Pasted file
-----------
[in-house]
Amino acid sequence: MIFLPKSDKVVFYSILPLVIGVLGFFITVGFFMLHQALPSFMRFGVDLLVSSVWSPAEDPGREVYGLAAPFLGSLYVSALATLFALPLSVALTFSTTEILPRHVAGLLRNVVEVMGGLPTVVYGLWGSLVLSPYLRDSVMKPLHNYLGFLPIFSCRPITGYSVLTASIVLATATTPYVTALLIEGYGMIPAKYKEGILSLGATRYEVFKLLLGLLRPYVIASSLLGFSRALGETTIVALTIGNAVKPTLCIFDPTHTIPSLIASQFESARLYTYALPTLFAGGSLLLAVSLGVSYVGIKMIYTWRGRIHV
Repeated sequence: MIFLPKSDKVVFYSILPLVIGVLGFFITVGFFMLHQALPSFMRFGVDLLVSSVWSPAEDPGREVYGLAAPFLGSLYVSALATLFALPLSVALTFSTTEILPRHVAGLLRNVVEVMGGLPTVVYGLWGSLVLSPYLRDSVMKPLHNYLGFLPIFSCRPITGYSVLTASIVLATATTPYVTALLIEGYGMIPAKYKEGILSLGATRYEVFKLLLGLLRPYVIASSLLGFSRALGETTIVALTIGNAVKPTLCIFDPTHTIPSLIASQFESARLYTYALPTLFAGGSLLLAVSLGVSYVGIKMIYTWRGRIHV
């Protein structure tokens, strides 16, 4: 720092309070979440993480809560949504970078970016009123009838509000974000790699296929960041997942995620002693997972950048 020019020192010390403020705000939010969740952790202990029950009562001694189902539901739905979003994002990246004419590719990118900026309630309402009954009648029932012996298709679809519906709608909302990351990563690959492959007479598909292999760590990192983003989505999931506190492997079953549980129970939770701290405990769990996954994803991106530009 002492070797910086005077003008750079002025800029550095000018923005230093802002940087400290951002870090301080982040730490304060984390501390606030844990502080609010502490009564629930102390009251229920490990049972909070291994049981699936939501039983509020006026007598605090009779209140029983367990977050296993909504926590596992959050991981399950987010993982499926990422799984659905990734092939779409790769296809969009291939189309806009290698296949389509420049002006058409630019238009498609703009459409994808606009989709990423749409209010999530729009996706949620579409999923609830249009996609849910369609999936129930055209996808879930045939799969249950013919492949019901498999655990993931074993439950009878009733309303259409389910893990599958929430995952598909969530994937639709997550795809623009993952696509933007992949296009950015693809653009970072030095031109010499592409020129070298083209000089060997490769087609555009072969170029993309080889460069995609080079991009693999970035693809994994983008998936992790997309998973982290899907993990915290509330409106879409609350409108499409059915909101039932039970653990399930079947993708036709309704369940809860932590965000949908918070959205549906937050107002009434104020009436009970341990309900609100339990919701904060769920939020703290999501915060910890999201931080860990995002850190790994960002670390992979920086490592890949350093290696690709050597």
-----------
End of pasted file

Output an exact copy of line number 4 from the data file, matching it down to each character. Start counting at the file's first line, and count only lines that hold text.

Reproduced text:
């Protein structure tokens, strides 16, 4: 720092309070979440993480809560949504970078970016009123009838509000974000790699296929960041997942995620002693997972950048 020019020192010390403020705000939010969740952790202990029950009562001694189902539901739905979003994002990246004419590719990118900026309630309402009954009648029932012996298709679809519906709608909302990351990563690959492959007479598909292999760590990192983003989505999931506190492997079953549980129970939770701290405990769990996954994803991106530009 002492070797910086005077003008750079002025800029550095000018923005230093802002940087400290951002870090301080982040730490304060984390501390606030844990502080609010502490009564629930102390009251229920490990049972909070291994049981699936939501039983509020006026007598605090009779209140029983367990977050296993909504926590596992959050991981399950987010993982499926990422799984659905990734092939779409790769296809969009291939189309806009290698296949389509420049002006058409630019238009498609703009459409994808606009989709990423749409209010999530729009996706949620579409999923609830249009996609849910369609999936129930055209996808879930045939799969249950013919492949019901498999655990993931074993439950009878009733309303259409389910893990599958929430995952598909969530994937639709997550795809623009993952696509933007992949296009950015693809653009970072030095031109010499592409020129070298083209000089060997490769087609555009072969170029993309080889460069995609080079991009693999970035693809994994983008998936992790997309998973982290899907993990915290509330409106879409609350409108499409059915909101039932039970653990399930079947993708036709309704369940809860932590965000949908918070959205549906937050107002009434104020009436009970341990309900609100339990919701904060769920939020703290999501915060910890999201931080860990995002850190790994960002670390992979920086490592890949350093290696690709050597």